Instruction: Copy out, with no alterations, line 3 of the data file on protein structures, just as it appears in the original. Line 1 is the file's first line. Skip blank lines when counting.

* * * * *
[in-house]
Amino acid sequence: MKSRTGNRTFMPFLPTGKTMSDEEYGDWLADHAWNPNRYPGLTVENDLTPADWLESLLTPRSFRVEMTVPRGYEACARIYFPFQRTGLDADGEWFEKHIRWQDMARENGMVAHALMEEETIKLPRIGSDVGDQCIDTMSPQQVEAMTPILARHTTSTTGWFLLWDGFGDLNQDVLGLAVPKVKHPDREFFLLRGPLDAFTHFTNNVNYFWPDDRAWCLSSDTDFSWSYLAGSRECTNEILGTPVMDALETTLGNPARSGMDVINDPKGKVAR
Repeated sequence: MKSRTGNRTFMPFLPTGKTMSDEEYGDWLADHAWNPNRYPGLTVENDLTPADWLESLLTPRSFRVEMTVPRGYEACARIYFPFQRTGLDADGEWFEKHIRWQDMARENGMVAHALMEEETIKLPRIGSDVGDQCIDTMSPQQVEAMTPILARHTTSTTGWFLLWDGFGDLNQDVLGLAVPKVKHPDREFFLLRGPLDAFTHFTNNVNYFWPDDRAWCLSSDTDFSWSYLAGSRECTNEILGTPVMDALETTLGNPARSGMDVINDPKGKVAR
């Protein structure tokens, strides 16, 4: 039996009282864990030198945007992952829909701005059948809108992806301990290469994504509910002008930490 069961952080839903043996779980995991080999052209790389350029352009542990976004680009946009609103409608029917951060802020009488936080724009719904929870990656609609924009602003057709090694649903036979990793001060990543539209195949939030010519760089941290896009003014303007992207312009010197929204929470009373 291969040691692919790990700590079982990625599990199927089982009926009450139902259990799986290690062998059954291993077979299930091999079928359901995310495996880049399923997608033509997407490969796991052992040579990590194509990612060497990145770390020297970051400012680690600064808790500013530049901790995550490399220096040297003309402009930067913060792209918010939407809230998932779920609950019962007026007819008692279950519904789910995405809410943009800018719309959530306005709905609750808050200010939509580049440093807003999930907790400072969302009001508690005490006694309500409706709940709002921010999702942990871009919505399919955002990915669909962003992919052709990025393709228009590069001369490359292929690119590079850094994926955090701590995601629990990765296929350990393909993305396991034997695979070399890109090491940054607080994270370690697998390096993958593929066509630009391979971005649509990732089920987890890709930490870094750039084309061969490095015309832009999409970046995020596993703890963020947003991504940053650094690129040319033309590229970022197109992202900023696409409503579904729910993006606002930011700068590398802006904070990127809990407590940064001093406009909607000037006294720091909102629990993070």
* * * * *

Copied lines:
Repeated sequence: MKSRTGNRTFMPFLPTGKTMSDEEYGDWLADHAWNPNRYPGLTVENDLTPADWLESLLTPRSFRVEMTVPRGYEACARIYFPFQRTGLDADGEWFEKHIRWQDMARENGMVAHALMEEETIKLPRIGSDVGDQCIDTMSPQQVEAMTPILARHTTSTTGWFLLWDGFGDLNQDVLGLAVPKVKHPDREFFLLRGPLDAFTHFTNNVNYFWPDDRAWCLSSDTDFSWSYLAGSRECTNEILGTPVMDALETTLGNPARSGMDVINDPKGKVAR